New gov’t may try to weaken won on marketsThe Korean won depreciated slightly against the Japanese yen yesterday after President-elect Park Geun-hye said her government would take measures to intervene in the foreign exchange markets to help Korean businesses.
The local currency’s exchange rate rose 2.06 won from the previous day, closing at 1,156.94 won per 100 yen yesterday. The won strengthened against the U.S. dollar, however, with the exchange rate falling 2.7 won to close at 1,078.5 won.
The comments by President-elect Park, who will be inaugurated on Monday, came at a meeting with Han Duck-soo, chairman of the Korea International Trade Association (KITA), yesterday morning.
“The government will take pre-emptive and effective measures in response to changes in the foreign exchange market in a bid to prevent losses of local businesses,” she said. “I recognize that stabilization in the foreign exchange market is a very important matter.”
It was the first time the president-elect mentioned foreign exchange rates since the transition team for the next government was launched.
The president-elect’s spokesman Park Sun-kyu said the statement was made in response to the KITA officials’ request for government efforts to stabilize the foreign exchange market. KITA officials expressed worries about local exporters being hurt by the steady depreciation of the yen, which makes Japanese exports more competitive abroad and could eat into Korea’s own exports.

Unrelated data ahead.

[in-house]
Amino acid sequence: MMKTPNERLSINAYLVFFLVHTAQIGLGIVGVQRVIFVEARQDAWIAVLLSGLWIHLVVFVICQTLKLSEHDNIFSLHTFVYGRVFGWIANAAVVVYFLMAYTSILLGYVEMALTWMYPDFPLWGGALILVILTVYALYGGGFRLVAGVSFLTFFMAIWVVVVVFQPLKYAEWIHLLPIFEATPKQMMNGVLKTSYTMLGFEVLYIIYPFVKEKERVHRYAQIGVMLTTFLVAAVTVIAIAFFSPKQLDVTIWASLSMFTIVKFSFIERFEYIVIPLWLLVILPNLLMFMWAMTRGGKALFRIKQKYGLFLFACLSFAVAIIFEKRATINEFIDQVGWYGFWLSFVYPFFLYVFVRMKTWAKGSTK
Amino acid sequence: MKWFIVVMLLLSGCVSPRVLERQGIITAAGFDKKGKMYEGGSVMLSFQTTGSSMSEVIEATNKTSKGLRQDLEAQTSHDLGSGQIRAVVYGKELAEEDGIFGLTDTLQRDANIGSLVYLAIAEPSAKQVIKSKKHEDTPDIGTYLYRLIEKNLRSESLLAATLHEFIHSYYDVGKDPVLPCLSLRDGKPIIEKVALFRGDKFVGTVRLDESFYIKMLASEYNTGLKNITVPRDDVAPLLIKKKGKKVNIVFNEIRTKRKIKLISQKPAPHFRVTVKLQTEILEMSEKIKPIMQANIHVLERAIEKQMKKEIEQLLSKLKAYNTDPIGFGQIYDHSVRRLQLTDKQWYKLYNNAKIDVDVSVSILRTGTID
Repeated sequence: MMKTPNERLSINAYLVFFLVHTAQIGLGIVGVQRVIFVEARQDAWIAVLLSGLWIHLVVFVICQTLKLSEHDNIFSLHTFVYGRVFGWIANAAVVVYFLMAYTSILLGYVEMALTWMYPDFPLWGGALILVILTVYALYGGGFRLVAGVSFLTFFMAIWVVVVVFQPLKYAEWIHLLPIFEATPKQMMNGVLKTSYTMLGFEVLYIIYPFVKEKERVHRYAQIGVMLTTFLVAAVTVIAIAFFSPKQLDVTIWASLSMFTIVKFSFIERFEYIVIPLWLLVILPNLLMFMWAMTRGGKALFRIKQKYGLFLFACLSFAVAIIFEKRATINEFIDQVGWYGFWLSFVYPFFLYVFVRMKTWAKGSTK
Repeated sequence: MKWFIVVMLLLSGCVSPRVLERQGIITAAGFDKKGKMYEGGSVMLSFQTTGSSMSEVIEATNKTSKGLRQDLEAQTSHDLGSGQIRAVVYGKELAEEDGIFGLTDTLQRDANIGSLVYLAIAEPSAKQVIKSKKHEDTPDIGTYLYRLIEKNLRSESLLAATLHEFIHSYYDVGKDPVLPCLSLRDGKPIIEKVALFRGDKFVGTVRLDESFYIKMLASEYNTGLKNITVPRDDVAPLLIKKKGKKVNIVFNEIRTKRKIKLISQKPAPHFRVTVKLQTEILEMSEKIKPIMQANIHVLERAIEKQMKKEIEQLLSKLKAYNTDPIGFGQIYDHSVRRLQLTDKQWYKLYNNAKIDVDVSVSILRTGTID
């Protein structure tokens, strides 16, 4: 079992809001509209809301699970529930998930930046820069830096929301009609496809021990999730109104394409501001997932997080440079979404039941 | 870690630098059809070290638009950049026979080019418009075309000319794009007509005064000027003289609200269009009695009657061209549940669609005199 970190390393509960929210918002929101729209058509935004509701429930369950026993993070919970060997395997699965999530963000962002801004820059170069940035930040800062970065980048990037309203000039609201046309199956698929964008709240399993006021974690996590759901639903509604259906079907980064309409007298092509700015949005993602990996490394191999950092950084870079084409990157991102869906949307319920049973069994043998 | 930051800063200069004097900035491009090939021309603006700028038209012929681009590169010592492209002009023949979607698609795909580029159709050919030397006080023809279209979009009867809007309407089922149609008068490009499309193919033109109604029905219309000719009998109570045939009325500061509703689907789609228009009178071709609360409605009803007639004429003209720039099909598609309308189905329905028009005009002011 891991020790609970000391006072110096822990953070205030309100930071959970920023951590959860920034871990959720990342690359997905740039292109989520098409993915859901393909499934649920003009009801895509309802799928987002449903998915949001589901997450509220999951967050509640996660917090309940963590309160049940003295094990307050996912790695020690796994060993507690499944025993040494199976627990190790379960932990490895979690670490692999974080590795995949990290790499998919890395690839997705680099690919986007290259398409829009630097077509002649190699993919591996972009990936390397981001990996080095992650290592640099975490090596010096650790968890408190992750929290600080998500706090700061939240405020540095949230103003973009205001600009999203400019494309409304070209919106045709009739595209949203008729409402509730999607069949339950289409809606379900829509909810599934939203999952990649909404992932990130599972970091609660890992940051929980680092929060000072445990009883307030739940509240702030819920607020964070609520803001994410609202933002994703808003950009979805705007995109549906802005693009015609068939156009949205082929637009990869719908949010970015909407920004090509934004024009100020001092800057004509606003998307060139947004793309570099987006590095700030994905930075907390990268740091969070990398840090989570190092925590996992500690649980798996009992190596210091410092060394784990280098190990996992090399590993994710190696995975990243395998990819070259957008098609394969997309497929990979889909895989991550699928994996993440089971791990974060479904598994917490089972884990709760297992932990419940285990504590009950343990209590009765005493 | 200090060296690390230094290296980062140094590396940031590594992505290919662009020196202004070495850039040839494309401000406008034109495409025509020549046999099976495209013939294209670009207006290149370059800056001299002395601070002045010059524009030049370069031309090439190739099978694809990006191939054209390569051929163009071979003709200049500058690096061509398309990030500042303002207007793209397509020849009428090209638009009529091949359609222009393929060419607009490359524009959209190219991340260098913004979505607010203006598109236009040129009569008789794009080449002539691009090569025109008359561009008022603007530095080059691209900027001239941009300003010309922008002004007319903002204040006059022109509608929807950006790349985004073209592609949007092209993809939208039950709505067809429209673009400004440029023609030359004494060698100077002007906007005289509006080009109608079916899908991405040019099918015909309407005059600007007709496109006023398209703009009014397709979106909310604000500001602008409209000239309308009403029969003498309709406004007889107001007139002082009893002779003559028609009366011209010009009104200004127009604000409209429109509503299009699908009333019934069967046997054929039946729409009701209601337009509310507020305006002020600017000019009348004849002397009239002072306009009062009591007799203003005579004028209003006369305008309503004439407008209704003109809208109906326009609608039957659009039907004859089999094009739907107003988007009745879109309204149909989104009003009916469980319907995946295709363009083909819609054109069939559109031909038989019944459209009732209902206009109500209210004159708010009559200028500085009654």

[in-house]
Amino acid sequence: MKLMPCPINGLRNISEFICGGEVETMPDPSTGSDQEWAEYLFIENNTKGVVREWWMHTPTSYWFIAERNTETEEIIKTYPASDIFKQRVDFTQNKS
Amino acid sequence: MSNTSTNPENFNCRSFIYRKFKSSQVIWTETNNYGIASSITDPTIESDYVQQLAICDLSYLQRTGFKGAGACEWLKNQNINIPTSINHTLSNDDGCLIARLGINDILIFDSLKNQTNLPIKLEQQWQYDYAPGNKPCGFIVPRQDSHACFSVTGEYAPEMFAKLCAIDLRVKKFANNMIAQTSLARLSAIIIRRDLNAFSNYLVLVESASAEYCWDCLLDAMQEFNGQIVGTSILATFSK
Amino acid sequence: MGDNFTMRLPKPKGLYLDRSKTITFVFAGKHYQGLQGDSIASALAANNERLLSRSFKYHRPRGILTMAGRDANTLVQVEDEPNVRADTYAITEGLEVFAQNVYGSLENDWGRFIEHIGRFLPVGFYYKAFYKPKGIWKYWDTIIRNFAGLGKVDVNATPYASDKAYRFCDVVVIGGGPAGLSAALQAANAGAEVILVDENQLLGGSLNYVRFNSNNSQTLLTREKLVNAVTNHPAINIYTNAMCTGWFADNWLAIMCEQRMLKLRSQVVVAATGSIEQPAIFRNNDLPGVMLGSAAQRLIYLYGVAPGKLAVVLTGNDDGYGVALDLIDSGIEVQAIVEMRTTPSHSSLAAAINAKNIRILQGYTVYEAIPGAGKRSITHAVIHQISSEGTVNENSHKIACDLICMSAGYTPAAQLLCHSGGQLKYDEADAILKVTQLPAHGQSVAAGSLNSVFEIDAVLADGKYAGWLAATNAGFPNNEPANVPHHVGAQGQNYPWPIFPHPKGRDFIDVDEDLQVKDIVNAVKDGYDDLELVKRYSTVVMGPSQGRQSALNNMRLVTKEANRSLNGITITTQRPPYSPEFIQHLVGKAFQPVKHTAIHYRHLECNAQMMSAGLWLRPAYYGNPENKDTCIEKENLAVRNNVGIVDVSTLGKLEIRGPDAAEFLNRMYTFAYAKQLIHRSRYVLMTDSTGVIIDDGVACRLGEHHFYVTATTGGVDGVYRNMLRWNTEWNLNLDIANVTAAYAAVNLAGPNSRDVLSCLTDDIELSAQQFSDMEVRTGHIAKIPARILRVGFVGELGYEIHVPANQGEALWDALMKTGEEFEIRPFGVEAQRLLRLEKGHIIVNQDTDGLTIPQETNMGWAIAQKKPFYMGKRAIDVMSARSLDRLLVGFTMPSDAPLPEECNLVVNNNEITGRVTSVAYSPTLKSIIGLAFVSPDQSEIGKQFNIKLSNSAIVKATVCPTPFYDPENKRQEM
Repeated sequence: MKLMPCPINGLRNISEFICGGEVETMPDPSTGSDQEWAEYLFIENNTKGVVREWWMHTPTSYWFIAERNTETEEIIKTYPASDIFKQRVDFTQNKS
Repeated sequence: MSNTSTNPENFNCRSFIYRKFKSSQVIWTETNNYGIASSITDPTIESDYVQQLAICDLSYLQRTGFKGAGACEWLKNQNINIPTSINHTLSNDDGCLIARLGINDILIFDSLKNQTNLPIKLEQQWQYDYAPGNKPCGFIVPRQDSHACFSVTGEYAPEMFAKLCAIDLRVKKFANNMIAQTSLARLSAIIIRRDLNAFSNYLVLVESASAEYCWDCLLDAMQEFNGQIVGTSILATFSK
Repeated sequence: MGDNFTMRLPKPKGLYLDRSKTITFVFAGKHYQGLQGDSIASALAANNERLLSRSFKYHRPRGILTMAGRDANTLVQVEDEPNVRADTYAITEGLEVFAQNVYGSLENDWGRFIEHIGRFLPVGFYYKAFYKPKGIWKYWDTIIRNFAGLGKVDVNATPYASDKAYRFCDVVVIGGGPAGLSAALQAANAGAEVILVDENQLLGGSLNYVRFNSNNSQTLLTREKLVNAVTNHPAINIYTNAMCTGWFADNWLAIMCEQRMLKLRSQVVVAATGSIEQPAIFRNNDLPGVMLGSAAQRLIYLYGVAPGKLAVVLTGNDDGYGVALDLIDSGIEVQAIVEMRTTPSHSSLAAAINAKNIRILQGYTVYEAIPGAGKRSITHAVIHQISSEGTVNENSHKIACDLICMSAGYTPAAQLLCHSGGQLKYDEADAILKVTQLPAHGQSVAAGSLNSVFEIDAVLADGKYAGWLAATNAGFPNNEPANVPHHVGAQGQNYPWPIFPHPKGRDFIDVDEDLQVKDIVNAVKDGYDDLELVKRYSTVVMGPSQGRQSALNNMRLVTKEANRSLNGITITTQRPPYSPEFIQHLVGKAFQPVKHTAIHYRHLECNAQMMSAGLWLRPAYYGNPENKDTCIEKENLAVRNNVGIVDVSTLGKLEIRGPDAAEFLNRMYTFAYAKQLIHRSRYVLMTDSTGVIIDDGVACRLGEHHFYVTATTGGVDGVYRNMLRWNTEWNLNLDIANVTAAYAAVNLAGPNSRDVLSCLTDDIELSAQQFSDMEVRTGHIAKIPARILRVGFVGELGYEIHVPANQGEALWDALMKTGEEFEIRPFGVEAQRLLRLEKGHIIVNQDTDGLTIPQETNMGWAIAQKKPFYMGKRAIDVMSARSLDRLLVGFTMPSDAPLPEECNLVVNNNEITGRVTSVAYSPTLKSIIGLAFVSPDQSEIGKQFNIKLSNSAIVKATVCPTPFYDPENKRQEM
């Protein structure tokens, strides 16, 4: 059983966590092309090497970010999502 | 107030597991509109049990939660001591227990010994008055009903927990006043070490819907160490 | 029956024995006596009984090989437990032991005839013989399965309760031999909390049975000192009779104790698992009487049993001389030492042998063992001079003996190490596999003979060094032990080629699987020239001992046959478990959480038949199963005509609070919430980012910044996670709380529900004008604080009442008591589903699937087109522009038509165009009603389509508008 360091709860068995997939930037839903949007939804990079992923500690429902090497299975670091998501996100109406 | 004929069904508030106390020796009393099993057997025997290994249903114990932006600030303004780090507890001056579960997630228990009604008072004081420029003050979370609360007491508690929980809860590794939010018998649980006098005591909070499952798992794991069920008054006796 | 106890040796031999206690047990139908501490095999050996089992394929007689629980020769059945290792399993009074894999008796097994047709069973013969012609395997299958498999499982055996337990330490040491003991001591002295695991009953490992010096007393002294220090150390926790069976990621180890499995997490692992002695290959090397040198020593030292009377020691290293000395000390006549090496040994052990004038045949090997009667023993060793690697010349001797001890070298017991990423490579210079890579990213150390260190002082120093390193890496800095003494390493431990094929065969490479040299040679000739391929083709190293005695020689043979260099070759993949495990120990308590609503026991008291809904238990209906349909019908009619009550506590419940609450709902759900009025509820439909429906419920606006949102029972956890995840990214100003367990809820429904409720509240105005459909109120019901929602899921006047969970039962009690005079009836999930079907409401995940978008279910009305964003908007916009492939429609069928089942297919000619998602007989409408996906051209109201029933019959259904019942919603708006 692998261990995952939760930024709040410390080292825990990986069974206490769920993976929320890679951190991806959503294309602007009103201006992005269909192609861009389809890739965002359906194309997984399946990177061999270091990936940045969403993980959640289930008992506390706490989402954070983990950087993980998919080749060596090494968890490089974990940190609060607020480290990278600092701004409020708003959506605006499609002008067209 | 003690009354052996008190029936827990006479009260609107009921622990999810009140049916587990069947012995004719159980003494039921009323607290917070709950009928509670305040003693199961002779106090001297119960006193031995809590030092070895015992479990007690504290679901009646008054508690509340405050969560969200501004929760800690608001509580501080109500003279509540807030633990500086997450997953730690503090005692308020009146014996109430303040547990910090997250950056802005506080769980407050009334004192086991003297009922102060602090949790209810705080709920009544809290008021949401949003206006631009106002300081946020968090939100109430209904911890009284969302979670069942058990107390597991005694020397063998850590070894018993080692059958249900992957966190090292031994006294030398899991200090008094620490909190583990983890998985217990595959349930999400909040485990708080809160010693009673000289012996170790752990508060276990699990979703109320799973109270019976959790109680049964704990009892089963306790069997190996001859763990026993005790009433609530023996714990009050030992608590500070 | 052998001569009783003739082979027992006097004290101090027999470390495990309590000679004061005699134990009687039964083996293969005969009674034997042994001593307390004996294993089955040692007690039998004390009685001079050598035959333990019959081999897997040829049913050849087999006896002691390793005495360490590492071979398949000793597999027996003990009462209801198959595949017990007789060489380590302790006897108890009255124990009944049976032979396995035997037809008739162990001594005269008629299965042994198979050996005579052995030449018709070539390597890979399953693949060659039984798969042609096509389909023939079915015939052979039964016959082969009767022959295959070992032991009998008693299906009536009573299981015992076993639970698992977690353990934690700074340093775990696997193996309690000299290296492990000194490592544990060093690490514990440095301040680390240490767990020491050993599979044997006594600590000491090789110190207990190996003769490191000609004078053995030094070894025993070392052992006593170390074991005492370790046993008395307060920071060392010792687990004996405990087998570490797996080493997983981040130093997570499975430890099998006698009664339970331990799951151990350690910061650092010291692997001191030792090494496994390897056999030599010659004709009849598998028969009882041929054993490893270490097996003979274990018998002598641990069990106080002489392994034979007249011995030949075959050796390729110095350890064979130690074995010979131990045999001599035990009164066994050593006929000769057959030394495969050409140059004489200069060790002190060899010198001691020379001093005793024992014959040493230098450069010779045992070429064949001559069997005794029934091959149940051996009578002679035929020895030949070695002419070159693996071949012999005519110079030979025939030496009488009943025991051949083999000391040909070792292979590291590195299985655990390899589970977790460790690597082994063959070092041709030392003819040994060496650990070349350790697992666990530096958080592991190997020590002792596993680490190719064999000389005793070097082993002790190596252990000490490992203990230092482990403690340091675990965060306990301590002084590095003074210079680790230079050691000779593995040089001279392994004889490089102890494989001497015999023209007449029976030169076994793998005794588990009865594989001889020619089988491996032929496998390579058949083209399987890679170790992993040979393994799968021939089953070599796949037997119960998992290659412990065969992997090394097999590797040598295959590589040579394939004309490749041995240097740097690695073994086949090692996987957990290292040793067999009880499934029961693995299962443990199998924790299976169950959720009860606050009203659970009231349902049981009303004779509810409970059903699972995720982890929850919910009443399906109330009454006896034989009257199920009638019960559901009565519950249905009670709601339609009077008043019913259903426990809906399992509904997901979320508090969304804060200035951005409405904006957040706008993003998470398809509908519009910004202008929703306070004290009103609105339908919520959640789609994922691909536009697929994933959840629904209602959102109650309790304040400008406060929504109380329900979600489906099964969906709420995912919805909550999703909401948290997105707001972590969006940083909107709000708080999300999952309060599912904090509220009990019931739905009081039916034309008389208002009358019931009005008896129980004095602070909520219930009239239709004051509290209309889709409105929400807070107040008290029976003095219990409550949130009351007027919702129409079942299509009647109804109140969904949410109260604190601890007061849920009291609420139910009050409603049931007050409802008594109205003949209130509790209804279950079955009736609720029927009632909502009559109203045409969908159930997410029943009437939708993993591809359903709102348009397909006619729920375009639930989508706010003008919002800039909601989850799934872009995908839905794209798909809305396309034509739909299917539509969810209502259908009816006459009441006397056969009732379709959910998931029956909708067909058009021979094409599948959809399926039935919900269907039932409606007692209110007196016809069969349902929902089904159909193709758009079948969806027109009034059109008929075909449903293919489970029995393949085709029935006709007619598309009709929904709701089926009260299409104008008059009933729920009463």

“The weak yen would dent price competitiveness of Korean-made products competing with Japanese products in overseas markets,” said Yoo Hwan-ik, a director at the Federation of Korean Industries. “There are concerns that the country might not be able to keep its $1 trillion achievement in trade this year.” In 2011, Korea became the ninth member of the $1 trillion trade club, countries that have exports and imports that surpass $1 trillion.
Economic think tanks estimate that Korean exports could drop by 6 percent if the yen weakens to the 100 yen to the dollar level. The yen’s value stood at 93.24 per dollar as of 4:25 p.m. local time.
A strong won hurts both big and small exporters in Korea, according to the Korean Chamber of Commerce and Industry. In a survey, 93 percent of 300 small companies said they have been hit hard by the strong won.
The won strengthened to an average 1,066 won against the U.S. dollar in January. The exchange rate sunk below the 1,100 won per dollar mark in November last year.
Earlier yesterday, Kim Choong-soo, governor of the Bank of Korea, made a statement suggesting possible intervention by the central bank in the foreign exchange market.
At a conference, Kim said speculative funds that take advantage of market volatility should be controlled. “Such speculative movement in the foreign exchange market should be prevented,” Kim said.
In January, Kim said the Korean central bank will embark on “active responses to minimize any negative impacts on exports” if the yen continues falling.
By Song Su-hyun [email@example.com]
More in Finance
Short-selling news just a big misunderstanding, FSC says
Retail investors go big on big caps, making risky bets
Kospi drops 2.33% as foreign, institutional investors look for profit
Even kids are piling into stocks for quick gains and fun
Short selling divides punters big and small